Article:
Thursday, April 05, 2012

NC Marriage Amendment On Ballot In May

NC Marriage Amendment On Ballot In May

Dems Worried It Will Pass

A Commentary by J. D. Longstreet

North Carolina has a republican controlled legislature, the first since the War Between the States.  And it is driving the democrats wild.

NC’s current governor, a democrat, is not seeking reelection after having observed the “handwriting on the wall,” and it now seems certain the GOP will take the Governor’s office, as well, in November.

One of the items driving the NC dems mad is the proposed “Marriage Amendment” to the NC state constitution.  Basically, it says marriage between one man and one woman is the ONLY kind of marriage to be recognized in North Carolina.

Understand that same-sex marriage is already banned in North Carolina by law or statute.  Problem is, an activist judge can overturn a statute (or law).  But a judge cannot overturn a constitutional amendment. 

It will appear on the NC ballot on May 8th.  The text of the measure reads as follows:

“Constitutional amendment to provide that marriage between one man and one woman is the only domestic legal union that shall be valid or recognized in this State.”

Now. If the measure passes it will add an additional section to Article 14 of the North Carolina State Constitution:  Section 6 will read thusly:

“Marriage between one man and one woman is the only domestic legal union that shall be valid or recognized in this State. This section does not prohibit a private party from entering into contracts with another private party; nor does this section prohibit courts from adjudicating the rights of private parties pursuant to such contracts.”

“Supporters of gay rights and same-sex marriage argue that the amendment should not be added to the state constitution. They also argue that the subject - "rights of a minority" - should not be up for a vote. Others argue that the proposed amendment may lead to more bullying of gay youth and invalidate domestic violence protections for unmarried couples.

Some lawmakers argue that the proposed amendment will hurt employment in the state. Rep. Larry Hall said, "Instead of creating an environment where we can create employment, attract entrepreneurs (and) attract talent, we're going to try to put a sign up to say, 'You are not welcome if you want to contribute to our society.”   (SOURCE).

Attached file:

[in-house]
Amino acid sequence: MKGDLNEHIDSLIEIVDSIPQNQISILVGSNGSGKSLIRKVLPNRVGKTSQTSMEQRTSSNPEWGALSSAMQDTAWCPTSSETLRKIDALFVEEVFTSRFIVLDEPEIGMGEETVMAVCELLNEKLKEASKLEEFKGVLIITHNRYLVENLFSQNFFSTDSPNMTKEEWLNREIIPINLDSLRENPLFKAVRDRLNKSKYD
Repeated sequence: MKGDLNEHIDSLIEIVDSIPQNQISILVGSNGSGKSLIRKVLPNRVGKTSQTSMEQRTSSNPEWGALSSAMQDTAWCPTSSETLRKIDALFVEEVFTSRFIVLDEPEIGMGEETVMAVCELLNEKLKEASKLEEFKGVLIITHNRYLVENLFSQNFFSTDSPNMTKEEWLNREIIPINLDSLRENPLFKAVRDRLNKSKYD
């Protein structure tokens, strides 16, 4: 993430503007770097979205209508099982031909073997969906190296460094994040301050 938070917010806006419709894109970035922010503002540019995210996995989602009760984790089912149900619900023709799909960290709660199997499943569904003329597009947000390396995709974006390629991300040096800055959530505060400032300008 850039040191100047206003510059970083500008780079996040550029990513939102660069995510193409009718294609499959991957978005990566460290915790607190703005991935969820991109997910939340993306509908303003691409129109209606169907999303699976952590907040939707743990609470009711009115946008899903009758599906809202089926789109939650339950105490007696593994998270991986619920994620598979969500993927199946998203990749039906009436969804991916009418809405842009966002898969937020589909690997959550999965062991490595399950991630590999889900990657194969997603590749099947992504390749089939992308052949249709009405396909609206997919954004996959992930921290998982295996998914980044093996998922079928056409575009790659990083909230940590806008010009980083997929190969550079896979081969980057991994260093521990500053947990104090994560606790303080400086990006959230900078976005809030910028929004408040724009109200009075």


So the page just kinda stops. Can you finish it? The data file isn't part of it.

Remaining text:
A handful of the mainline Christian denominations in North Carolina are opposing the amendment.  And President Obama has voiced his dislike of the bill.  No surprise there.

Now, here’s the problem for democrats in North Carolina May 8th.   The problem, at first glance, may not register with you, but stay with me.

North Carolina’s black voters are expected to turn out, in droves, to vote for Obama in November.  But -- the Democratic Party desperately needs them to turn out for the May primary, as well.  If the “get out the vote” drive in the black community is successful, then it could very well result in passage of the Marriage Amendment. 
Now, here’s where it gets interesting:  Black voters in North Carolina, by and large, do not support same-sex marriage.  Blacks attend church in North Carolina, and like many of their white brothers and sisters who also attend church; they believe the teachings of the scriptures from which their pastors preach on Sundays.

As uncomfortable as it may be for some, the scriptures, both Old and New Testaments, speak out loud and long -- and as clear as crystal -- that homosexuality is a sin.  Conservative Christians, both black and white, in North Carolina believe that.  It is an integral part of their faith, their religion.

Public Policy Polling, which is based in Raleigh, North Carolina, released the results of a survey on Thursday March 29th in which they found there is, indeed, strong support for the proposed amendment to the North Carolina constitution.

P.P.P. surveyed 1,191 North Carolinians who stated they were likely to vote in the May 8th Primary.  The Marriage Amendment proposal will be on the primary ballot as a statewide referendum.

P.P.P. found that 58% of those polled said they would vote in favor of the amendment.  Only 38% told them they opposed the amendment.
Breaking the survey down a bit wore we find that roughly 76% of Republicans surveyed said they support the amendment while 48% of Democrats (who were surveyed) also support the amendment -- and -- 47% of Democrats, in the same survey, oppose the amendment.
But here is the part of the survey that has NC Democrats concerned:  The survey found that among black voters 61% are in favor of the amendment while only 30% oppose it.

You can now see how the heavy black voter turnout in May is more than a little worrisome for those who oppose the Marriage Amendment in North Carolina.  It is a something of a conundrum for the folks on the political left. 
The supporters of same-sex marriage, in order to convince blacks to vote against the measure, have mounted a campaign to convince NC voters that denying same-sex marriages is “discrimination.”   They’re claiming it is a civil rights issue. A portion of NC black folk will have none of it. In fact, they resent it.  Frankly, it also riles the white folk in Tar Heel country, too.   Also, it deeply irritates white Tar Heel voters when those opposing the Marriage Amendment accuse them of hate. 
In my opinion, the measure will be passed and the NC Constitution will be amended – because the people of North Carolina believe it is the right thing to do.
J. D. Longstreet 

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